On Friday the World Bank London office had a meeting on ‘the Future of Aid’. The meeting was, according to the tortuous language of the invitation, “conducted in an informal manner with interested stakeholders from governments, civil society, private sector, media and academia with a view to explore new ideas on how best to explore cooperation between European actors and the World Bank Group in addressing these challenges.”
Annoyingly the meeting was held under The Chatham House Rule which means I am not allowed to report who said what. (Tangential thought: I am considering ignoring this in future if the invitation does not make it clear that this is the basis on which the meeting is being held.) I am allowed to tell you that the group included people from ODI (Simon Maxwell & Andrew Rogerson), a co-author of Philanthrocapitalism (Mike Green), DFID (Paul
Healy Healey & Laura Kelly), the EBRD (Erik Berglöf, Gaspard Koenig & Hans Peter Lankes), and representatives from KPMG (John Burton), ActionAid (Lucia Fry), Save the Children UK (Jessica Espey & Kate Dooley) and BOND (Joanna Rey).
It turned out to be an interesting discussion.
First, there was considerable pessimism about the public’s appetite for aid. Opinion polls depend heavily on how you ask the question, but a common theme seems to be that the public’s concern for poverty and development is stable and quite high; while the public’s confidence in government aid is falling rapidly. There are several reasons why these may be diverging, which are not mutually exclusive. Declining support for aid spending may be the effect of the economic downturn; it may reflect a trend towards public distrust of bureaucracies; it may be the long term consequence of aid’s failure to live up to its supporters’ excessively grandiose claims of what it can achieve. There was some debate about whether a greater focus on ‘results’ could reverse this. Hardly anyone seriously argued that declining public support is merely a temporary consequence of the economic downturn which will reverse automatically when incomes start to grow again.
A second interesting theme was the tension between more effective aid, and aid which donors are willing to provide. It is possible that as the system shifts towards greater recipient country control of how aid is used (as envisaged under the Paris Declaration), so support for aid in donor countries declines. If you can’t use aid to promote your economic, commercial, security and strategic interests, then you might not want to give it at all. Bertin Martens memorably pointed out that the end of structural adjustment programmes in the 1980s (under which donors attempted to impose various policies on recipient countries) was followed by sharp decline in aid in the early 1990s. If you see the aid relationship as an equilibrium between the interests of the donors and the interests of the recipients, and if the Paris Declaration is an effort to move away from this equilibrium by reducing the power of donors and increasing the power of recipient countries, then perhaps declining aid budgets today are a consequence these modest moves away from the equilibrium. There is almost no public support for budget support (a form of aid which embodies many of the Paris principles) and budget support may now in retreat – so perhaps the aid system was temporarily pulled from its equilibrium by Paris, and may now be heading back to it again. In other words, there may be a choice between an abundance of somewhat ineffective aid which balances the interests of recipients and donors, and aid which is less conducive to the interests of donors, more effective at reducing poverty, but much less abundant. Aid agencies have a stronger internal interest in abundance than in effectiveness, and so will tend to support a return to the equilibrium in which aid is popular and plentiful, but not tremendously effective.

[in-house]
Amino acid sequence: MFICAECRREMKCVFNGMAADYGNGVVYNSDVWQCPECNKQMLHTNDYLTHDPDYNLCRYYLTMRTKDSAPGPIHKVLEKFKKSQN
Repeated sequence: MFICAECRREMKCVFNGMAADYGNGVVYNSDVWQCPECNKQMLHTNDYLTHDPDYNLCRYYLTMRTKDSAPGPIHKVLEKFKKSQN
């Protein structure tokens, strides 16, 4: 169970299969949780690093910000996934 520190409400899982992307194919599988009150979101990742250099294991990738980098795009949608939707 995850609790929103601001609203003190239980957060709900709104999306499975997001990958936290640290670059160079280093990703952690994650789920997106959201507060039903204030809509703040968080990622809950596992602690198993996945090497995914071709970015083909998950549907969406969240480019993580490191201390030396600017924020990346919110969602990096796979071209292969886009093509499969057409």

The third theme was the most interesting. Mike Green recalled an idea from Empire, a ghastly book published in 2000 by Antonio Negri and Michael Hardt, which suggested that activists may organize themselves as a ” post-modern posse”. Mike suggested that, in the absence of effective mechanisms for global governance to provide public goods in a rules-based system, we are left tackling these problems in temporary coalitions, or posses, which come together outside formal structures and without formal legitimacy. Examples range from the coalitions of the willing which come together to support military intervention, to the vertical funds which have proliferated in the aid industry. (Mike was not suggesting that this was desirable, but pointing out that this may be what happens in a second-best world without effective global institutions). This idea clearly resonated with the group, which recognised the applicability of the metaphor as a description of today’s development system. (Update: more on the ‘posse’ idea from Mike Green and Matt Bishop here.)
My own view, for what it is worth, is that:
- we should consciously reposition aid as support to those who are most marginalised to provide them with access to key services such as food, water, health and education, and move away from the idea that the purpose of aid is to accelerate economic development;
- that’s not because economic development isn’t an important objective; but it may not be the best use of aid;
- the main things that industrialised countries can do to promote economic development in the developing world may be changes in other policies ‘beyond aid’ such as trade, climate change, migration, climate change, cooperation on tax, tackling corruption and illicit financial flows; and arms sales;
- some organisations which profess to be interested in development are too heavily focused on aid and not enough on how we can improve these other policies.